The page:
They also didn’t remind me who the characters are and how they fit together, so I felt lost for the first forty pages. Is this a romance because this one seems to like that one? But wait, isn’t that one married? And if it is a romance, why was this much time spent on this other idea that’s not part of the “world” I’m used to from this author?
I think you can take readers on any journey you want. But I think to do so, the way the story is presented has to say, “this is the type of trip you’re taking” and then stay consistent to that promise.
So, mystery start with the murder or the disappearance. Romance start with that meet cute or introduce the two characters.
Fantasy and sci-fi can be trickier, because sometimes it’s about exploring a world. But I think a lot of the successful fantasy and sci-fi actually contain a different genre as the core. So, yeah, it’s a cool world, but there’s a mystery to be solved or bad guy to be defeated. Or you have the academy structure where the world is learned through the character going to school.
Another thing that I think about, too, is alignment of values. And maybe this is more true for me now than it was when I was younger, but I can be kicked out of a story nowadays when the author has a very different set of values from mine. The book I’m struggling through now started with a first sentence that put me off because it went counter to my current values. I’m sort of done with royalty being considered special so I was already on my back foot when I started.
You know, it’s funny. We can talk about all the things that do or don’t work in novels and then someone will come along and say, “but X book…”, and it’s true.
Books can do things that aren’t what a reader would ideally like and still sell. I have read twenty-two books at this point by an author whose sex scenes annoy the hell out of me at this point. I don’t know if I’m alone in that. Probably.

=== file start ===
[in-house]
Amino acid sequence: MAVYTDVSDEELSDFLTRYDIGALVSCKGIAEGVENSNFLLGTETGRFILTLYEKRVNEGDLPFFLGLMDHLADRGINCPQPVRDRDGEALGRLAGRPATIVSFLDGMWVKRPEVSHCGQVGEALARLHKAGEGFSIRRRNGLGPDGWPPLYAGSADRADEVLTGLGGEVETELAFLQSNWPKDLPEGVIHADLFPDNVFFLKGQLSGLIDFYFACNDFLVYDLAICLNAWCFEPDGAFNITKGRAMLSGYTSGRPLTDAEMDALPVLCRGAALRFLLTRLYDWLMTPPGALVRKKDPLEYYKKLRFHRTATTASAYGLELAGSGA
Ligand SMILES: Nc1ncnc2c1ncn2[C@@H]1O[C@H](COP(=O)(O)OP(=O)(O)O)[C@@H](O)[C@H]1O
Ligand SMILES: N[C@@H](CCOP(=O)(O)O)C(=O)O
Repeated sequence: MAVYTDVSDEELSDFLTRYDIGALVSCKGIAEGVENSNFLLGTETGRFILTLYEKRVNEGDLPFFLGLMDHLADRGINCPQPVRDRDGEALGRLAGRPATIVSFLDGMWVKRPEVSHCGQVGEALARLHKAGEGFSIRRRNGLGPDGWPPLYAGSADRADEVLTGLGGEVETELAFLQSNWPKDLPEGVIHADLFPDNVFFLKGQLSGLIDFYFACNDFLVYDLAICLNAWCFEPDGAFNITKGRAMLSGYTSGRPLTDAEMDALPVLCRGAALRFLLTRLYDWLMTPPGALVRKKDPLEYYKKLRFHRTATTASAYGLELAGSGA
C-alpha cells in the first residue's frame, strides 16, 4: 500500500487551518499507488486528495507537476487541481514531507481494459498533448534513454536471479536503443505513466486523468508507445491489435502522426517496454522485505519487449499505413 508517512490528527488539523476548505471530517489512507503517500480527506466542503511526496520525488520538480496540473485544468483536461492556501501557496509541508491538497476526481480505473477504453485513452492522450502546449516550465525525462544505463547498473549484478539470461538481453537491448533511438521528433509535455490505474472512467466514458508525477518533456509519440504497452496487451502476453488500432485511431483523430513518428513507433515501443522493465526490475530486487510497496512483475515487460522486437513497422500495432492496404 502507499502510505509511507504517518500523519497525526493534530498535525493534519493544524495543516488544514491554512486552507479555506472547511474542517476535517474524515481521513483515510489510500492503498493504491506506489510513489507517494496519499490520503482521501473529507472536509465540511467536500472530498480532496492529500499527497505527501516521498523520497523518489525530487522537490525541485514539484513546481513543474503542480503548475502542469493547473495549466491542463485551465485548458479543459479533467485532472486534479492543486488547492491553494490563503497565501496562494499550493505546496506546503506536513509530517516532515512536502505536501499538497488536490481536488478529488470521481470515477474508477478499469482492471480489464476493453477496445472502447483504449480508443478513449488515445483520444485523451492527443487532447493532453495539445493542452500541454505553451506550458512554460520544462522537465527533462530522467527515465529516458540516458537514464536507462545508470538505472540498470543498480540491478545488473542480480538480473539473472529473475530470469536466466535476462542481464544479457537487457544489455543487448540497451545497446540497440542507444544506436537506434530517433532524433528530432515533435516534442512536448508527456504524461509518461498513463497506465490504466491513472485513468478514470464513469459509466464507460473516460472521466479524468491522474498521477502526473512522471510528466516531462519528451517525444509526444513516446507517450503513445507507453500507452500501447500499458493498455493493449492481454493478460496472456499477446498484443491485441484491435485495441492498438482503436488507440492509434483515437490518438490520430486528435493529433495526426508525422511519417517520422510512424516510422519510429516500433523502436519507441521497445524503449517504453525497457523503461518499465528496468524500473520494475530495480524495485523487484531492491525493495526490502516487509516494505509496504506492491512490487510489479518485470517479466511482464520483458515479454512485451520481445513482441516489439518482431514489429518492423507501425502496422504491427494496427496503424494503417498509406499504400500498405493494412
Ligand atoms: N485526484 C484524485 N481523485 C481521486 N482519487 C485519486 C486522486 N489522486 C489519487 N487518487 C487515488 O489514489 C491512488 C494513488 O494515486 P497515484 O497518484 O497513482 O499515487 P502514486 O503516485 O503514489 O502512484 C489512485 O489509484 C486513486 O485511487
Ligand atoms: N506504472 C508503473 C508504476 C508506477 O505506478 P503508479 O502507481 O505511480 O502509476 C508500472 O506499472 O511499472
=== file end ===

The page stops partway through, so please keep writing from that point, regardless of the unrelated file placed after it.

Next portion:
But it’s possible that someone would point to that series and say, “but X author writes Y type of sex scenes and sells like gangbusters” and be factually correct in that statement. At the same time that the books sell despite that not because of it…
I mean, I mentioned my cozies above. I think what I actually wrote was a small town family saga about finding your tribe that just happened to involve murders and mysteries. And if I had enough readers someone might point to that series and say, but X book is a cozy series and the mysteries don’t start until chapter six or seven but it still sells. And they’d be right, but it would be a bad example of how a cozy should be structured because the books were selling for a different reason.
I know that I could improve the appeal of my books if I could rein myself in enough to put a genre framework around what I write.
I’m not sure I want to do that, though, which is my ongoing challenge and why I end up writing so much non-fiction.
I know by now the basic “how” of things, I just have no strong desire to follow it…
Anyway. Read your genre. Note the patterns. And understand that the exceptions to those patterns may be hobbling themselves not proof that the patterns don’t work.
At the end of the day you can write whatever you want however you want you just have to be prepared for the consequences of that choice.